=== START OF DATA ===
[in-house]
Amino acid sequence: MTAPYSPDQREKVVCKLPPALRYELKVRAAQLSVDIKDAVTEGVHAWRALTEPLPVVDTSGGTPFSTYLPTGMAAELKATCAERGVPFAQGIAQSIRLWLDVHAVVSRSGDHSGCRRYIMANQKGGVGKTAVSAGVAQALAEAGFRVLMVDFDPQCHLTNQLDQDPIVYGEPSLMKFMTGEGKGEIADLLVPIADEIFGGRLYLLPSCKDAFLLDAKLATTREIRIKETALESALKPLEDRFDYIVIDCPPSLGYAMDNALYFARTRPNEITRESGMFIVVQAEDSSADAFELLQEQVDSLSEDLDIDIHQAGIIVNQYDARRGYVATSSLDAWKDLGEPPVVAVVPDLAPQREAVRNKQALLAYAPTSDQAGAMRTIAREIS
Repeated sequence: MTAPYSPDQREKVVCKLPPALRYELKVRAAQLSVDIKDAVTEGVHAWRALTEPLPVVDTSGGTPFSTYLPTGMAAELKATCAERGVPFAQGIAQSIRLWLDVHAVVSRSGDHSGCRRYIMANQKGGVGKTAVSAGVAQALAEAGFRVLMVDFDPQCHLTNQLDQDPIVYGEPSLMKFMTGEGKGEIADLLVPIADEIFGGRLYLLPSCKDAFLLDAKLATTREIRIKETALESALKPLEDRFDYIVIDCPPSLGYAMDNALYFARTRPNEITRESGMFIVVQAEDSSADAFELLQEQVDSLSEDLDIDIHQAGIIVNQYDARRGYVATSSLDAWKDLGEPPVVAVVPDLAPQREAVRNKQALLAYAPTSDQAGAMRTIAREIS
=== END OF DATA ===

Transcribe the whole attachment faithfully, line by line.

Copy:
[in-house]
Amino acid sequence: MTAPYSPDQREKVVCKLPPALRYELKVRAAQLSVDIKDAVTEGVHAWRALTEPLPVVDTSGGTPFSTYLPTGMAAELKATCAERGVPFAQGIAQSIRLWLDVHAVVSRSGDHSGCRRYIMANQKGGVGKTAVSAGVAQALAEAGFRVLMVDFDPQCHLTNQLDQDPIVYGEPSLMKFMTGEGKGEIADLLVPIADEIFGGRLYLLPSCKDAFLLDAKLATTREIRIKETALESALKPLEDRFDYIVIDCPPSLGYAMDNALYFARTRPNEITRESGMFIVVQAEDSSADAFELLQEQVDSLSEDLDIDIHQAGIIVNQYDARRGYVATSSLDAWKDLGEPPVVAVVPDLAPQREAVRNKQALLAYAPTSDQAGAMRTIAREIS
Repeated sequence: MTAPYSPDQREKVVCKLPPALRYELKVRAAQLSVDIKDAVTEGVHAWRALTEPLPVVDTSGGTPFSTYLPTGMAAELKATCAERGVPFAQGIAQSIRLWLDVHAVVSRSGDHSGCRRYIMANQKGGVGKTAVSAGVAQALAEAGFRVLMVDFDPQCHLTNQLDQDPIVYGEPSLMKFMTGEGKGEIADLLVPIADEIFGGRLYLLPSCKDAFLLDAKLATTREIRIKETALESALKPLEDRFDYIVIDCPPSLGYAMDNALYFARTRPNEITRESGMFIVVQAEDSSADAFELLQEQVDSLSEDLDIDIHQAGIIVNQYDARRGYVATSSLDAWKDLGEPPVVAVVPDLAPQREAVRNKQALLAYAPTSDQAGAMRTIAREIS